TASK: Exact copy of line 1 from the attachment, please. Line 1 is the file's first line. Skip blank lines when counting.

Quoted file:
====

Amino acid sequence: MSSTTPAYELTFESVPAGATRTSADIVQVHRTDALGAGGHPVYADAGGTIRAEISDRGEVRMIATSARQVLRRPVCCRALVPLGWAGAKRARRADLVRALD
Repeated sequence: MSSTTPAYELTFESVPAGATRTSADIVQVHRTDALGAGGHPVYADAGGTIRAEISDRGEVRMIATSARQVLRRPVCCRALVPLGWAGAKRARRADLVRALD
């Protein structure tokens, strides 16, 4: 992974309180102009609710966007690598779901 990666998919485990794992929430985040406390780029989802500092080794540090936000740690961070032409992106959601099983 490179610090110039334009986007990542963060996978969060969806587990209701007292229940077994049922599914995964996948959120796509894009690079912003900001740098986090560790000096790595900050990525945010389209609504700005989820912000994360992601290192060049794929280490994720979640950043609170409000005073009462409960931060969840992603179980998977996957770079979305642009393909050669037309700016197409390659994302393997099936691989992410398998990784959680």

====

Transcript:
Amino acid sequence: MSSTTPAYELTFESVPAGATRTSADIVQVHRTDALGAGGHPVYADAGGTIRAEISDRGEVRMIATSARQVLRRPVCCRALVPLGWAGAKRARRADLVRALD